It has now been more than a month since the U.S. women’s soccer team won the World Cup amid its fight for equal pay, propelling captain Megan Rapinoe onto the international stage.

A day after mediation efforts broke down in its lawsuit against the U.S. Soccer Federation, Rapinoe had a strong message: The team “won’t accept anything less than equal pay,” she said.

In defiant interviews on ABC’s “Good Morning America” and “CBS This Morning,” Rapinoe and teammate Christen Press said that during negotiations, which were cut short, USSF and its president, Carlos Cordeiro, “weren’t willing to start there with equality.”

“It’s not just a word you can say, it’s something you have to stand behind,” Press said on ABC, “because on this issue there is no social equality for women without financial equality.”

“It’s very simple for us and it’s not just about us and it’s not just about this moment,” she added on CBS.

“We’re trying to do this on behalf of women everywhere to be treated respectfully and paid lawfully.”

The women’s team sued the soccer federation in March, three months before the start of the World Cup, then dominated the tournament en route to defeating the Netherlands for the championship. Amid the celebration, chants of “Equal Pay! Equal Pay!” broke out in Stade de Lyon and continued through the team’s ticker-tape parade in New York and through their “Victory Tour” of nationwide exhibition matches.

The suit cited a pay discrepancy between the men’s national team, which failed to qualify for the 2018 World Cup, and women’s team, but also identified disparities in playing and training conditions, and team promotion.

“We show up for a game. If we win the game, if we lose the game, if we tie the game, we want to be paid equally, period,” Rapinoe said on ABC.

How did negotiations break down?

When the team’s legal counsel met with USSF officials, Rapinoe and Press said the federation’s position was a nonstarter. That will likely send the suit to a jury trial unless talks restart.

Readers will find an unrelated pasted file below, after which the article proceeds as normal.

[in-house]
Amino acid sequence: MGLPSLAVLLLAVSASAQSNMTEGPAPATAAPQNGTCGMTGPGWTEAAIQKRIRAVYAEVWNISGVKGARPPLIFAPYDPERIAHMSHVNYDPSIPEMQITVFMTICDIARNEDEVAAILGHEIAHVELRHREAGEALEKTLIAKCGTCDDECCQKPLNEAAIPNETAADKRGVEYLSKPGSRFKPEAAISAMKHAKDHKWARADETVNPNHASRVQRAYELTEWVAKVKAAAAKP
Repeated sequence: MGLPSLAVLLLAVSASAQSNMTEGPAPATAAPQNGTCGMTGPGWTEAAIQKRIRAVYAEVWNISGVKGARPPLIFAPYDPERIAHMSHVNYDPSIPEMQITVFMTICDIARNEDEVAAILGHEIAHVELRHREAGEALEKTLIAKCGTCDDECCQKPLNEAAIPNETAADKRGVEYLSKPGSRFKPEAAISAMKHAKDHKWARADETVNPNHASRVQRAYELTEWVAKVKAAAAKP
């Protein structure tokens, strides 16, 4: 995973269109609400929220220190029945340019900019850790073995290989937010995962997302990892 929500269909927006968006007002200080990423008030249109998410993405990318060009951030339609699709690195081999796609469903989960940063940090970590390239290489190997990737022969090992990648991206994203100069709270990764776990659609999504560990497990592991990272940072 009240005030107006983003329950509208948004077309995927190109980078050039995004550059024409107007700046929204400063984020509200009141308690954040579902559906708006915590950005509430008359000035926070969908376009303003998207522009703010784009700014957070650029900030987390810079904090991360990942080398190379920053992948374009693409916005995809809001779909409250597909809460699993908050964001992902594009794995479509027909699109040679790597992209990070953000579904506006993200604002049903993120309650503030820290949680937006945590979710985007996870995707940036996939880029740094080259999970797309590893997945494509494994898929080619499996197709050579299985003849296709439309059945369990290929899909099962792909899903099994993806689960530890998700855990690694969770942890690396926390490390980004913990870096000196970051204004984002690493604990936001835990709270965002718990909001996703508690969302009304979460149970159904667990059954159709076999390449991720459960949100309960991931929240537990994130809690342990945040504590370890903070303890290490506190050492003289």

“These meetings sorely disappointed in the Federation’s determination to perpetuate fundamentally discriminatory workplace conditions and behavior,” players’ spokeswoman Molly Levinson said in a statement Wednesday night. “It is clear that USSF, including its Board of Directors and President Carlos Cordeiro, fully intend to continue to compensate women players less than men.”

USSF shot back that the players’ legal team “took an aggressive and ultimately unproductive approach that follows months of presenting misleading information to the public in an effort to perpetuate confusion.”

Rapinoe disagreed with that characterization, even laughing in disbelief during her appearance on CBS.

“That’s not true,” she said. “That’s definitely not true. We set the posture as players in our talks. We came ready and prepared and willing to have the conversation.”

Cordeiro met with players a week after the suit was filed to try to soothe some of the concerns before the World Cup began. He said that conversation was “open, cordial and professional,” but also said he was “surprised” by the lawsuit and players’ complaints.

The federation has argued in recent weeks that the women’s team has actually been compensated more than the men’s side over the past decade. A lobbyist for the organization approached at least five Democratic presidential candidates ahead of the party’s second debate to support the federation’s position.

Rapinoe said the ball is in USSF’s court to bring both sides back to the table.

“I think that if and when and ever they are willing to have a conversation about equal pay that starts there and goes forward, we’re always open to that,” she said.

Asked if the team was concerned a jury might rule in USSF’s favor, Press said, “I think you’re asking the wrong people what if we lose. It’s not generally how we approach things.”

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